Sam Berkovic and Ingrid Scheffer have changed the way the world thinks about epilepsy, a debilitating condition that affects about 50 million people.
Twenty years ago doctors tended to regard most forms of epilepsy as acquired rather than inherited. In other words, they believed epilepsy was mostly due to injury: the result of things like a crack on the head in a car accident, a bad fall in the playground, a tumour, or something having gone wrong in labour. Parents felt responsible and the resulting guilt was enormous.
The two clinician-researchers from The University of Melbourne have led the way in finding a genetic basis for many epilepsies, building on their discovery of the first ever link between a specific gene and a form of epilepsy. Finding that answer has been of profound importance for families.
Along the way, Sam and Ingrid discovered that a particularly severe form of epilepsy, thought to result from vaccination, was actually caused by a gene mutation. This finding dispelled significant concerns about immunisation.
Twenty years ago doctors thought epilepsy was caused by injuries or tumours but, thanks to the work of a Melbourne paediatrician, we now know that there’s a large genetic factor.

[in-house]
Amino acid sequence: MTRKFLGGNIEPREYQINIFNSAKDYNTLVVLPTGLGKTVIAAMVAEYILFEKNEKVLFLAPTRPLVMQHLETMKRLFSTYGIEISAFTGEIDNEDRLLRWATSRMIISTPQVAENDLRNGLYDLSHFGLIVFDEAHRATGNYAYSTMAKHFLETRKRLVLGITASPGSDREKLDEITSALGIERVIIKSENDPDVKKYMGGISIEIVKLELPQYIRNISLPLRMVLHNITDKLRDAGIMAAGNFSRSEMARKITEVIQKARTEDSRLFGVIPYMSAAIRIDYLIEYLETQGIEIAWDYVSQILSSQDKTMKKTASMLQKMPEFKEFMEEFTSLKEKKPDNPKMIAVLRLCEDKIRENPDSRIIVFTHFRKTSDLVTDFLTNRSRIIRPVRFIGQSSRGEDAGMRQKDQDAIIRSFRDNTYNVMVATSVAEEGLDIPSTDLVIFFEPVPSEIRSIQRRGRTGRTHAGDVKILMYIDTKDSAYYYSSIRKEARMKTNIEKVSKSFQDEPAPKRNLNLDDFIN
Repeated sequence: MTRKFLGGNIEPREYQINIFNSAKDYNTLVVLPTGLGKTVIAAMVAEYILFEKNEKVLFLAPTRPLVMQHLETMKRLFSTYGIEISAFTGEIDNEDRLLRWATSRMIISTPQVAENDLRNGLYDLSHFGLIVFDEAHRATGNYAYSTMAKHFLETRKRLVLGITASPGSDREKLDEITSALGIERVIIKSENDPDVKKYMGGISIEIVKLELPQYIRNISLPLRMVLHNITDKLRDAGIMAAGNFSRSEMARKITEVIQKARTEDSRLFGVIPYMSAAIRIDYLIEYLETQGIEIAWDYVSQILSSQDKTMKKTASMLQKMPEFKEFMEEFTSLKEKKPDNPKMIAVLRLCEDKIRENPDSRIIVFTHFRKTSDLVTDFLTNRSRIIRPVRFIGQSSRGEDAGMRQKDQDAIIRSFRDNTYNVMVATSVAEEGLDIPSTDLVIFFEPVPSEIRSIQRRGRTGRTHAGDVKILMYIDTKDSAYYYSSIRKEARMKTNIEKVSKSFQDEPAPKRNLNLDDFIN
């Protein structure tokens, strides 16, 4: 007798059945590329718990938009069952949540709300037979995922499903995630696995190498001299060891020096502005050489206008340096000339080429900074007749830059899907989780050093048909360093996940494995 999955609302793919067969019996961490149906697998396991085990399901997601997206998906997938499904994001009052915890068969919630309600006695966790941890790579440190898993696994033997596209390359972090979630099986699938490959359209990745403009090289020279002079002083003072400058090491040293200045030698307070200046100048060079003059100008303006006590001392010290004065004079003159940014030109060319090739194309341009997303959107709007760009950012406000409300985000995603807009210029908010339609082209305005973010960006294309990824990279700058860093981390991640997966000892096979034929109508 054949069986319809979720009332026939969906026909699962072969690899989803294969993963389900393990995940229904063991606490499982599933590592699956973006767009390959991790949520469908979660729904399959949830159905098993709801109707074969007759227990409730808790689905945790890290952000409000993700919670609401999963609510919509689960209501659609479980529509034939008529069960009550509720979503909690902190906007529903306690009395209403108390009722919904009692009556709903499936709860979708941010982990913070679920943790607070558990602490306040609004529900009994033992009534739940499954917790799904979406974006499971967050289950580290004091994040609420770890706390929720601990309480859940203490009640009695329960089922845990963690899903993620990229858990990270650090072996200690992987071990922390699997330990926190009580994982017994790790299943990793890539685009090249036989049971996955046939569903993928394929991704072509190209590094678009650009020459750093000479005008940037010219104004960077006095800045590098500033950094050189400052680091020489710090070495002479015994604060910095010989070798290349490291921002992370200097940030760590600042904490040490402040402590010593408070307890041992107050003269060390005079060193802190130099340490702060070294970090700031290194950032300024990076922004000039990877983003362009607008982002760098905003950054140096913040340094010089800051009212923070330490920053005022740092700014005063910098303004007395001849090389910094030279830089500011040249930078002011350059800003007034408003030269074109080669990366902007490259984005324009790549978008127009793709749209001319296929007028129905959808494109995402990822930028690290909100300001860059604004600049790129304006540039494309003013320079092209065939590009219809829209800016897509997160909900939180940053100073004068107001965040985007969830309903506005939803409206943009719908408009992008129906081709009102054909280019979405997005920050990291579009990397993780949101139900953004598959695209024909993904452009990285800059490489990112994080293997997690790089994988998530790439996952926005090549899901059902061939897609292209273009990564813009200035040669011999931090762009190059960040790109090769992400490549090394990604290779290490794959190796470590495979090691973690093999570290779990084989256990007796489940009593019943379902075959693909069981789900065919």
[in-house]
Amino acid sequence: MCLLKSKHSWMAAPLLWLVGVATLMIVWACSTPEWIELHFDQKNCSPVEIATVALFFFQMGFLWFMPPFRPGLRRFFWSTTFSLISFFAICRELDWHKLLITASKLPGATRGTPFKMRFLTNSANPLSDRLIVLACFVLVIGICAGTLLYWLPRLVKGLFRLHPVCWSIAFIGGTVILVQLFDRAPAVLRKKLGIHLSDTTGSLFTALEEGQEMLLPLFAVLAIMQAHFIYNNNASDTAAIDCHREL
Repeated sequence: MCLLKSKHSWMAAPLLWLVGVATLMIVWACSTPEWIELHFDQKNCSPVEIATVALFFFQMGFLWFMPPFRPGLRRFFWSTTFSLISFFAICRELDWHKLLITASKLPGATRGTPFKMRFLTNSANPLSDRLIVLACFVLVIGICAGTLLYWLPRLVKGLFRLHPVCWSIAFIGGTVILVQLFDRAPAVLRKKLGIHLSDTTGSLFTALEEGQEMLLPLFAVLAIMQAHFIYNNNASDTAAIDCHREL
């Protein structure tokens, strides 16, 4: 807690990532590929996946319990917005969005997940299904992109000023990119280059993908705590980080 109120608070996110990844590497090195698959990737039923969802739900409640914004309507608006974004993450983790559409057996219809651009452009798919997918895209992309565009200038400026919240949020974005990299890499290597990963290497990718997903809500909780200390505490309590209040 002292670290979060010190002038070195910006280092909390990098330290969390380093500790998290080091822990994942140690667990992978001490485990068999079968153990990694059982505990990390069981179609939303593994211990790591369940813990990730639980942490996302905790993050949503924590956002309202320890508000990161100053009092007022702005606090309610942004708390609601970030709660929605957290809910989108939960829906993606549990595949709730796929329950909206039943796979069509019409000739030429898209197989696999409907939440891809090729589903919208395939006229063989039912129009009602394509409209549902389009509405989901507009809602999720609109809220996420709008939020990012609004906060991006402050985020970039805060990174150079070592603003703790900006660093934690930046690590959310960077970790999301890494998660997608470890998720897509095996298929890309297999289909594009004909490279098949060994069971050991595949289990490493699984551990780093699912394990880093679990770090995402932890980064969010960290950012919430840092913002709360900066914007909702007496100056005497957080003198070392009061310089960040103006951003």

Prof Ingrid Scheffer, a paediatric neurologist at the Florey Neuroscience Institutes and the University of Melbourne, has spent the last 20 years looking at the genetics of epilepsy, particularly in children.
We now know that genes play a large role and that’s opened the way to better diagnosis, treatment, counselling, and potential cures.
In particular, Ingrid’s team and her collaborators at the University of South Australia have discovered that one kind of inherited infant epilepsy is due to a single letter change in the genetic code.